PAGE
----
Loan Agreement in Minnesota: Everything You Need to Know About Loan Agreements and Promissory Notes
What’s in your loan agreement? Are the terms favorable, and will you be able to repay every penny of the money owed without overstretching your budget? Can you stick to the terms of your agreement without risking your home’s foreclosure or the repossession of your home? These are some of the most important things that you need to ask and remind yourself every time you are thinking of getting a loan. You need to determine whether you can afford the loan or not, and most importantly, whether the terms of the loan will make it possible for you to repay the loan with ease and without incurring unnecessary expenses.
In a nutshell, you need to review the fine print of your agreement and where possible, negotiate the terms, or even walk away and look for better terms if the agreement you are about to sign is prohibitive or too expensive.
The primary reason for this is that once you sign the agreement, you will be tied down to the terms therein in the agreement, and in most cases, you won’t be at liberty to do what you want or walk away in case the terms don’t feel right. Remember that a loan agreement in Minnesota refers to the legally binding agreement between the lender and the borrower, an agreement that specifies the responsibilities of the lender and the borrower – to issue the loan amount agreed and to repay the loan amount (principal and interest) within the stipulated period. This agreement is also meant to protect the borrower because having a signed contract means that you have a point of reference in case of a disagreement, and for the lender, it means that you can legally institute specific measures outlined in the agreement in case the borrower defaults or generally fail to meet their end of the bargain.
To get started with these loan contracts, especially if you are planning to lend money to a relative or a friend, you first need to download our free Minnesota loan agreement form here. This sample loan agreement gives a comprehensive outlook of what a legal loan agreement should look like, and all the important sections to be specified in the agreement.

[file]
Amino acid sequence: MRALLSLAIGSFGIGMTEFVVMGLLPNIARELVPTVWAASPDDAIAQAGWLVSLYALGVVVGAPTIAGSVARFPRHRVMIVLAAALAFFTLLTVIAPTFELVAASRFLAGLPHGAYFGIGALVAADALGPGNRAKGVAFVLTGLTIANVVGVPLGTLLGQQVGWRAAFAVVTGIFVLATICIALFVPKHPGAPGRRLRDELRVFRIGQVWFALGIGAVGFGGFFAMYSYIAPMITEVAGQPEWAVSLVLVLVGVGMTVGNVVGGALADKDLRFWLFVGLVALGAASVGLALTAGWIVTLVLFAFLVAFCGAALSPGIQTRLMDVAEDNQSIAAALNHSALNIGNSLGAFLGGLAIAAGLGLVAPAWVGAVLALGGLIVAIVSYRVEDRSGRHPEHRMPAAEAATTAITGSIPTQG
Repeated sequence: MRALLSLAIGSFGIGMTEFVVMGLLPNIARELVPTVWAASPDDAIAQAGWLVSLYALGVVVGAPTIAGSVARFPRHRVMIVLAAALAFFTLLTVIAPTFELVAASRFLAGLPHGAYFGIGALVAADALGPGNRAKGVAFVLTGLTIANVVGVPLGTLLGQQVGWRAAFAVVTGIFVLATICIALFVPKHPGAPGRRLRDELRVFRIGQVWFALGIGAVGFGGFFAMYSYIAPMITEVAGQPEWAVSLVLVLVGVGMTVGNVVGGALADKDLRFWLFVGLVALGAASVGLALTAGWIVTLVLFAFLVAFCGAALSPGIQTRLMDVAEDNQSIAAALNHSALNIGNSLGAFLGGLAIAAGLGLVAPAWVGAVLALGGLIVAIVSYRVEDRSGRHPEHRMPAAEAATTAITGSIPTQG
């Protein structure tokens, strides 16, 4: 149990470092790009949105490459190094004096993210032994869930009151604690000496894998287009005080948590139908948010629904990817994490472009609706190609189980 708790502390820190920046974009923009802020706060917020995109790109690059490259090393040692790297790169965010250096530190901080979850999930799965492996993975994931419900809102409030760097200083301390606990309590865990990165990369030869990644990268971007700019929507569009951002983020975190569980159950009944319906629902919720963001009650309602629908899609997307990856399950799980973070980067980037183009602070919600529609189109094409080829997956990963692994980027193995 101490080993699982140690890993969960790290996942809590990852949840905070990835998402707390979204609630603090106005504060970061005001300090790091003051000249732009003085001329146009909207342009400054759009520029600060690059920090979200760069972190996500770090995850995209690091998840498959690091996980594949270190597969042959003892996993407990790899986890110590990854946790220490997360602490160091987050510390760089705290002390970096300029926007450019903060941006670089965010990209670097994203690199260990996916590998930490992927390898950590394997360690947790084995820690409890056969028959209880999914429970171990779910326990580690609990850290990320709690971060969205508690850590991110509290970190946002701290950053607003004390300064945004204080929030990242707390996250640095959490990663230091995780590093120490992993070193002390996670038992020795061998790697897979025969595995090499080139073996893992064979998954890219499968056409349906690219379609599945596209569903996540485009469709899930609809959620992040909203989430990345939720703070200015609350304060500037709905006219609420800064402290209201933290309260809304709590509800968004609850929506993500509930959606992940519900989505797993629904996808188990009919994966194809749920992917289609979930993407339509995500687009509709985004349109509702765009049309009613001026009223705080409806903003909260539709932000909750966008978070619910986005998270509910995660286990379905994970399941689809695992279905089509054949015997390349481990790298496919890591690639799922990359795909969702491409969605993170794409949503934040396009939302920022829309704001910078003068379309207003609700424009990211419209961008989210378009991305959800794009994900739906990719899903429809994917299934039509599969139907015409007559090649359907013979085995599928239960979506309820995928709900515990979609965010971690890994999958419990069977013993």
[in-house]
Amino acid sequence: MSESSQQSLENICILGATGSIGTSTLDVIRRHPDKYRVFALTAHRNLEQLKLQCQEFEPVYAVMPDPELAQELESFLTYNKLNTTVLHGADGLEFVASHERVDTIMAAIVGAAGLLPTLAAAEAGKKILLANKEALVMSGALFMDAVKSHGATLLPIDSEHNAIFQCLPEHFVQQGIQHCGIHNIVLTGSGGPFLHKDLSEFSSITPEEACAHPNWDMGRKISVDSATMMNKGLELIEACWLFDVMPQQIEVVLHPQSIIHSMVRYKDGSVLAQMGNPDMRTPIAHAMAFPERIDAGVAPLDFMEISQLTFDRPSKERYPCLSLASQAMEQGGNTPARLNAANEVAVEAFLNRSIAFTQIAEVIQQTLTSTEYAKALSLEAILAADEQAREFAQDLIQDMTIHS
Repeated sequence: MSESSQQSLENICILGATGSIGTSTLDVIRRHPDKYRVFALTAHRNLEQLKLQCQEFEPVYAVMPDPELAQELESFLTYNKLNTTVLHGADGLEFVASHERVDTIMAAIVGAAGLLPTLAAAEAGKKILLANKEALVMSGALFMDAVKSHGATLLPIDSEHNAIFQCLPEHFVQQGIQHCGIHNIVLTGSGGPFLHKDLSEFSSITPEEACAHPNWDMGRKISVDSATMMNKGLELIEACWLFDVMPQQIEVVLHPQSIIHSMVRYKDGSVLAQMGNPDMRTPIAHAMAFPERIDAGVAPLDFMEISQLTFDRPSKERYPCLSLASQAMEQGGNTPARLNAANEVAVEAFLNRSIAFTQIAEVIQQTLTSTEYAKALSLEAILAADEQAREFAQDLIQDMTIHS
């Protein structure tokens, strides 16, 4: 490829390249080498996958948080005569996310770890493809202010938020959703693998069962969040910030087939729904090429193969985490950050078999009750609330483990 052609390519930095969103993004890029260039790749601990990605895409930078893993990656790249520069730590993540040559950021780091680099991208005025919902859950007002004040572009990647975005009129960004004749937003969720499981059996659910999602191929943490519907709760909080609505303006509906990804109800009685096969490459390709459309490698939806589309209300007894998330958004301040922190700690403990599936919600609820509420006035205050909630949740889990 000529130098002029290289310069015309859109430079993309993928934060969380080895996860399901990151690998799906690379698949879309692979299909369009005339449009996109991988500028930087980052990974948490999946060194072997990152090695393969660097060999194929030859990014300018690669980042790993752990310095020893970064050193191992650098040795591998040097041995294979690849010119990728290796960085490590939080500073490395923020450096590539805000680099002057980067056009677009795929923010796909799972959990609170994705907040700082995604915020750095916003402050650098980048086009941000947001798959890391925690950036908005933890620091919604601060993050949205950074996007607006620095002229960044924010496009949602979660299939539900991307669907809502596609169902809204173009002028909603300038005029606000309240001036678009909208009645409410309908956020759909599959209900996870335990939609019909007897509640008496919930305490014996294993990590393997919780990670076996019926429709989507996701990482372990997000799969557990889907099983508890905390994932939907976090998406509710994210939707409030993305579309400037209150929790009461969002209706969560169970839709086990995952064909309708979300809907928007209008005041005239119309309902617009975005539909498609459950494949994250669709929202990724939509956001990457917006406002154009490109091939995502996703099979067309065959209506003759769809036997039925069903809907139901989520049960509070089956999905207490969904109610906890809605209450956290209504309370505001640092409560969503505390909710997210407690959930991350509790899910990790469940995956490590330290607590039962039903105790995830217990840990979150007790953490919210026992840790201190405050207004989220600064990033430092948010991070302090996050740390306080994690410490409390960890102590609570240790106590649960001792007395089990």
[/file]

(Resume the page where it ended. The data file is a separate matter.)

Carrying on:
Loan Contracts vs. Promissory Notes
It’s also important to be aware of the differences between the loan agreements and promissory notes, with the biggest differentiating factor between the two being the fact that while the loan contracts are comprehensive with a number of sections outlining the terms of the agreement to be signed by the lender and the borrower, the promissory note is very simplistic – it’s enforceable with only the signature of the borrower and doesn’t have many sections, save for the part that specifies the value of the loan amount, the interest rate charged, and the date that the borrower promises to repay the debt.
Secured and Unsecured Promissory Notes
With the secured promissory note, there is a section that addresses the security provided for the loan. The security specified would be used by the lender to recover the debt due in case the borrower defaults.
The unsecured promissory note, on the other hand, has nothing about the security for the loan, and that means that the lender takes on a bigger financial risk offering the loan to the borrower. Often, this promissory note is used where a loan is given to close friends, family, and even acquaintances with a good credit score.
Thanks to a promissory note template or the sample loan agreement, you will have all the right numbers at your fingertips and won’t have to worry about whether your lender released the full amount agreed or if the borrower reimburses the full loan amount and all the accumulated interest.
Secured and Unsecured Promissory Notes
To protect consumers from usurious interest rates on loans, the state has put in place specific limits on interest rates charged. According to the state provisions of the SEC Act and the Usury Laws and Limits on Credit Card Interest Rates, the legal maximum interest rate that can be charged on loans in the absence of a written agreement is 6%, but the maximum rate of interest goes up to 8% in case of written contracts.
Lenders in contravention of these laws would have to void the contract with the high-interest rate, pay the borrower, or the borrower might recover the full premium and interest paid, along with the associated costs. For banks, credit unions, savings & loans facilities, the penalty for the usurious interest rate is the forfeiture of all the pay or interest, or the borrowers might recover up to twice the interest already paid.
For court judgments, the rate of interest used is the going interest on or even before the 20th Day of December.
However, dealers under the Securities Exchange Acts, state credit unions, savings and state banks/ associations, agricultural/ business, and mortgage loans are exempted from these laws. This also applies to the loans that are secured by the savings accounts and employee retirement income. Keep in mind that the usury laws also apply to promissory notes.
To get you started with the loan contract in Minneapolis, Duluth, Minnesota City, Saint Paul, Mankato, Bemidji, St. Cloud, Bloomington, or any other city in Minnesota, get our free loan agreement form today.